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Eyes on scrap metal council as firms feel effects of vandalism

Musa Radoli @PeopleDailyKe

The local scrap metal industry continues to  boom and appear destined to remain one of the most profitable ventures in many years to come.

However, one thing many Kenyans don’t realise is that while scrap metal dealers could be laughing all the way to the bank, some firms which  have become the source of these metals are on the brink of collapse.

Right from Kenya – Uganda border county towns through Nyanza, Rift Valley, Nairobi, Central, Eastern, North Eastern all the way to the coast, there is no town with thriving scrap metal trade that has been left unscathed, or so it seems.

The crux of the matter is that scrap metal dealers are making a killing from smuggling these metals because of the high demand for the commodity. This is despite the fact the government in collaboration with other East African Community (EAC) member states banned this trade more than five years ago.

Those bearing the brunt across the country include Kenya National Highways Authority (KeNHA) and Kenya Urban Roads Authority infrastructure.

Outdoor advertising firms and others who invest billions of shillings to erect steel structures on which to mount adverts from their clients have also been sucked into the multi-billion-shilling problem.

Telecom companies are  also not spared as their equipment so long as they are metallic are prime targets.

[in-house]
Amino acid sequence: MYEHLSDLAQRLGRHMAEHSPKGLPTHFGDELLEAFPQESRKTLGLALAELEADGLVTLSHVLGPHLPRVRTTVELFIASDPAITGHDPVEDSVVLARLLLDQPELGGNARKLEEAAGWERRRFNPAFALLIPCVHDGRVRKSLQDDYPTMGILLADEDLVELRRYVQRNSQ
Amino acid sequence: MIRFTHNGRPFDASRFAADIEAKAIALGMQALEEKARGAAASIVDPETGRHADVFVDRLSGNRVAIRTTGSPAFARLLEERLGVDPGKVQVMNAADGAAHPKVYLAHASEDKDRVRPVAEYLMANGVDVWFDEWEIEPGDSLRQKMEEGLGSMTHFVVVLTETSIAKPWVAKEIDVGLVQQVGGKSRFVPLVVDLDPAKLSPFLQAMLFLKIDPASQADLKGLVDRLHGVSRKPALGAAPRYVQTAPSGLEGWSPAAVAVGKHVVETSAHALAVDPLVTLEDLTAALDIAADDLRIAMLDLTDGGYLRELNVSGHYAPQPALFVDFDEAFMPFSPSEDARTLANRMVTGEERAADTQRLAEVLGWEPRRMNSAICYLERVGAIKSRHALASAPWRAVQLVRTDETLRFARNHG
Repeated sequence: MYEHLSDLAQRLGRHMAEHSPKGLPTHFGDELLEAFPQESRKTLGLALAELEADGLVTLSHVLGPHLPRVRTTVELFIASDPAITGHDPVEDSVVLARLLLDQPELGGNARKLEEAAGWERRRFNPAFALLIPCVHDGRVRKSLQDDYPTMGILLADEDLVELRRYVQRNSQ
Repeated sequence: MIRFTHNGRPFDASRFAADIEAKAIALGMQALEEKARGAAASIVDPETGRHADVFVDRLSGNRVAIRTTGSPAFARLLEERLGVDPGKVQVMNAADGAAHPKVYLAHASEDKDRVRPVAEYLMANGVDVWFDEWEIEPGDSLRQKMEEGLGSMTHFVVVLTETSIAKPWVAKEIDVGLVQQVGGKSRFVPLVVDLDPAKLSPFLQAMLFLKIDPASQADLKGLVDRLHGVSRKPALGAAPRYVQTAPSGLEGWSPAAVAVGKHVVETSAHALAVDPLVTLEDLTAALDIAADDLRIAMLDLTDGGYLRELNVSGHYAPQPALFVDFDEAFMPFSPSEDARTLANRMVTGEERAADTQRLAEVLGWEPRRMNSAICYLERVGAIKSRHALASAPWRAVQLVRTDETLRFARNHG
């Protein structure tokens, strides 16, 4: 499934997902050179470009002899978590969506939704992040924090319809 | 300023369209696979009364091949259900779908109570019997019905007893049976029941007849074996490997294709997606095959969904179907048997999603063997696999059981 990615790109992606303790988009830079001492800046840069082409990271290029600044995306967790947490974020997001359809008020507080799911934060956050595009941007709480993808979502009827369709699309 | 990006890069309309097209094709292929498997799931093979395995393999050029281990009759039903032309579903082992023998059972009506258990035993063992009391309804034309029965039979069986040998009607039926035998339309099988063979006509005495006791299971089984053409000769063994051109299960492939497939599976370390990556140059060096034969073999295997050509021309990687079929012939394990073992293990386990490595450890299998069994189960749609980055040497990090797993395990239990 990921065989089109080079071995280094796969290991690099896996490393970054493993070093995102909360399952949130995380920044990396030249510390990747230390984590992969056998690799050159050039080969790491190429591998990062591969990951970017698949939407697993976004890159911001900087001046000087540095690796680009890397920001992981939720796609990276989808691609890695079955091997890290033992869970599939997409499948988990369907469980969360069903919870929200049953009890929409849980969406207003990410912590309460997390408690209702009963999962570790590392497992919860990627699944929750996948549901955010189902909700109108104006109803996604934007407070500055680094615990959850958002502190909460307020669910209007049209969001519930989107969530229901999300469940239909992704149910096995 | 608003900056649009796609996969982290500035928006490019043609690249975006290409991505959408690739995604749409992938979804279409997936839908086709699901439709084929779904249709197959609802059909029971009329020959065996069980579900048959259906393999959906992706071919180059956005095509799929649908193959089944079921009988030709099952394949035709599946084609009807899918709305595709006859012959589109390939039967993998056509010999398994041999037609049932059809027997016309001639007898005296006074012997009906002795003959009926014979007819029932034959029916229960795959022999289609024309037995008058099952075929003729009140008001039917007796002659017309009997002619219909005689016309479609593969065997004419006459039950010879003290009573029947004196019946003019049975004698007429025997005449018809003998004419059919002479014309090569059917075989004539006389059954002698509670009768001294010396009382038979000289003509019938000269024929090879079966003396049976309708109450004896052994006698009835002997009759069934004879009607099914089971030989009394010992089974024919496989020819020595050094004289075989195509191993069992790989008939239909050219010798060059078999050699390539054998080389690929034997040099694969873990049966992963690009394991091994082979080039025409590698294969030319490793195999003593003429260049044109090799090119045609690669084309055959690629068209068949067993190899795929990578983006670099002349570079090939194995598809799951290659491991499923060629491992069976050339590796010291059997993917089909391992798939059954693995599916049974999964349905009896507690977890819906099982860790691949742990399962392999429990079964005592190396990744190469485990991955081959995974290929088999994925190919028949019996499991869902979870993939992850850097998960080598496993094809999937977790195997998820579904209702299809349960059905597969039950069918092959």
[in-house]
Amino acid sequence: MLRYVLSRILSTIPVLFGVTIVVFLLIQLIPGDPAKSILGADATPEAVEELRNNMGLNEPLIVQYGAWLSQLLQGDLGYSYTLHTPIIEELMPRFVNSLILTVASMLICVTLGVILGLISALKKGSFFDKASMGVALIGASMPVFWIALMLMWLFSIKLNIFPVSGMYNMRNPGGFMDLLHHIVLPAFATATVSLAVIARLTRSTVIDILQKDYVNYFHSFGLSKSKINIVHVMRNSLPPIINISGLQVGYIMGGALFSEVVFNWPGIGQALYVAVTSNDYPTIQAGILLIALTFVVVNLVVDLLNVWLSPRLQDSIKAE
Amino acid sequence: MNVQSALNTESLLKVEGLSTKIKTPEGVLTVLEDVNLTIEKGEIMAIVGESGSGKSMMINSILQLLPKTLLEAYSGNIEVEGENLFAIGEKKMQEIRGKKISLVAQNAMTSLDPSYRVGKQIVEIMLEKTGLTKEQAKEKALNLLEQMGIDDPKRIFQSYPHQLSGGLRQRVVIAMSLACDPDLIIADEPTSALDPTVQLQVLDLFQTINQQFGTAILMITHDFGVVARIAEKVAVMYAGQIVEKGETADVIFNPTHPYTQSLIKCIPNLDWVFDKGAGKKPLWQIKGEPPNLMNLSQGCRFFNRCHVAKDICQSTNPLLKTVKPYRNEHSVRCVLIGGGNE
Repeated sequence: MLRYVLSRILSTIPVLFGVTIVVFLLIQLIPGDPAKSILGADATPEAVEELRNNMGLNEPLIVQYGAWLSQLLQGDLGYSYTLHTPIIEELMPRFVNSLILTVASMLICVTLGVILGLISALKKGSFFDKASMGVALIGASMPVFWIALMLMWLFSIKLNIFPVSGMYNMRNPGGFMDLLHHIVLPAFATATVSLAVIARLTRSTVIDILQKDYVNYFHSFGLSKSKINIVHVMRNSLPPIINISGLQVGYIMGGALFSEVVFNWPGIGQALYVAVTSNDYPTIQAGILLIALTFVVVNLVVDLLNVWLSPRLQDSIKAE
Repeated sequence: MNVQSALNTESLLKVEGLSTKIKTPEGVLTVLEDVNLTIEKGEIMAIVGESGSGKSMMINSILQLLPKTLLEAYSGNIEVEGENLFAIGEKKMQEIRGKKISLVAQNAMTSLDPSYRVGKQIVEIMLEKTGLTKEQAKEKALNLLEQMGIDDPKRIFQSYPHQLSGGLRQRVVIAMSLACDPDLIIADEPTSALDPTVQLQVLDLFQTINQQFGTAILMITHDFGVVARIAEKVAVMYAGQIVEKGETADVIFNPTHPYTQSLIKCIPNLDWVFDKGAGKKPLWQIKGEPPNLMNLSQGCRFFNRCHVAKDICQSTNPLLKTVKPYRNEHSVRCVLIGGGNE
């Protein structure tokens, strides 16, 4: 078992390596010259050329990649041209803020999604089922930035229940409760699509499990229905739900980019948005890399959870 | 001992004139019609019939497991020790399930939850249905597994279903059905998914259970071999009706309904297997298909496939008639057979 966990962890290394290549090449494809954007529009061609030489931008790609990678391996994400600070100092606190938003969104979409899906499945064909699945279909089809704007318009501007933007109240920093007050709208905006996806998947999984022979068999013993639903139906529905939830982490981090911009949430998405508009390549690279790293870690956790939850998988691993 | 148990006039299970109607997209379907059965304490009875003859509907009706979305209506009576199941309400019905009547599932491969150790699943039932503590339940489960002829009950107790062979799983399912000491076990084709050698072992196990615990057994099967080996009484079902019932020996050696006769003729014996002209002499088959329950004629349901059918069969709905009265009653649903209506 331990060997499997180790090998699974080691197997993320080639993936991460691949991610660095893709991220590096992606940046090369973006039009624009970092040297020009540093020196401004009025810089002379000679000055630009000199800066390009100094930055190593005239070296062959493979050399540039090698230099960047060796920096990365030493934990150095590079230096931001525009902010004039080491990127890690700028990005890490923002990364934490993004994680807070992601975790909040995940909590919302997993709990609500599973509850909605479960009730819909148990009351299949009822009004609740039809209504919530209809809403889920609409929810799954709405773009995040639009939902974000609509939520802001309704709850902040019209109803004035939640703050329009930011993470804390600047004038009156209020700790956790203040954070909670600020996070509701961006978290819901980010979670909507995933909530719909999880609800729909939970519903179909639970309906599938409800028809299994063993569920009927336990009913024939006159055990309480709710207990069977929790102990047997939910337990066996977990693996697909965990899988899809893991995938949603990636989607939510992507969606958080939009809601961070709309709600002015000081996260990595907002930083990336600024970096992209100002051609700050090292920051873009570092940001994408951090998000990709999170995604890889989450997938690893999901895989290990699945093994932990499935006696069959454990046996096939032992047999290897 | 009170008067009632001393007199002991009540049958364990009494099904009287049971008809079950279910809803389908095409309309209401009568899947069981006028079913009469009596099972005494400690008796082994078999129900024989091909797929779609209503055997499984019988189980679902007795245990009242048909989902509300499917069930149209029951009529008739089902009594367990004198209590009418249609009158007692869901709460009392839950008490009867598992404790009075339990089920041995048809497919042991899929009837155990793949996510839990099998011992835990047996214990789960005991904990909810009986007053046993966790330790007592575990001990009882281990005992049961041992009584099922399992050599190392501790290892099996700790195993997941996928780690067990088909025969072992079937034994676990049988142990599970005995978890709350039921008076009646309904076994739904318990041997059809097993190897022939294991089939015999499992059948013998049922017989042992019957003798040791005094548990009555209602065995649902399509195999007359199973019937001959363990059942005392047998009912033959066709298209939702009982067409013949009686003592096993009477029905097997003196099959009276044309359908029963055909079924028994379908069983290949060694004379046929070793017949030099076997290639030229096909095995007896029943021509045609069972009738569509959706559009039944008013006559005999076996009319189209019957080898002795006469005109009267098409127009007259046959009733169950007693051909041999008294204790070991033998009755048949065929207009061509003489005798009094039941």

Manhole covers, street lighting posts and anywhere the scrap mental hunters will gain access to, including domestic house windows, doors and frames are also not safe.

Kenya Power has been reporting annual loss of between Sh1 billion and Sh3 billion due to vandalism of its property that end up being sold to scrap metal dealers across the country while Telkom Kenya last year reported losses of up to Sh284 million due to vandalism and terrorism.

Kenya Power Managing director Ken Tarus says transformers, cross metal bars and cables stolen caused the firm to lose billions of shillings – hence the genesis of its “Mulika Mwizi” campaign.“KPLC loses almost 3,000 transformers annually and about 200,000 metres of cable to thieves,” he says.

It is as a result of this that pressure has over the years been mounting for the legislation to control the trade forcing the National Assembly Committee on Implementation to summon Industry Cabinet Secretary Adan Mohammed to explain why the law signed by President Uhuru Kenyatta in 2015 had not been implemented.

After a delay of more than two years the Scrap Metal Act came into effect  in April this year, and the ministry  has threatened to crack the whip.

For many years, the Environmental Action Forum has been pushing for the commencement of the Act to reduce vandalism and deal with rogue traders.

The group’s chairman, Prof Karanja Njoroge said the scrap metal industry has served as an avenue for politicians to raise money for their campaigns. The Forum includes industrialists, the Federation of Kenya Employers (FKE) and the Scrap Metal Association (SMA) and other related organizations.

“Perhaps that is why there was a delay in the passing of this vital law to protect critical structures that are the hub of our country’s economy. It is paramount that the Scrap Metal Council is empowered with the necessary tools and agents to strictly enforce the law,” Prof Njoroge said.

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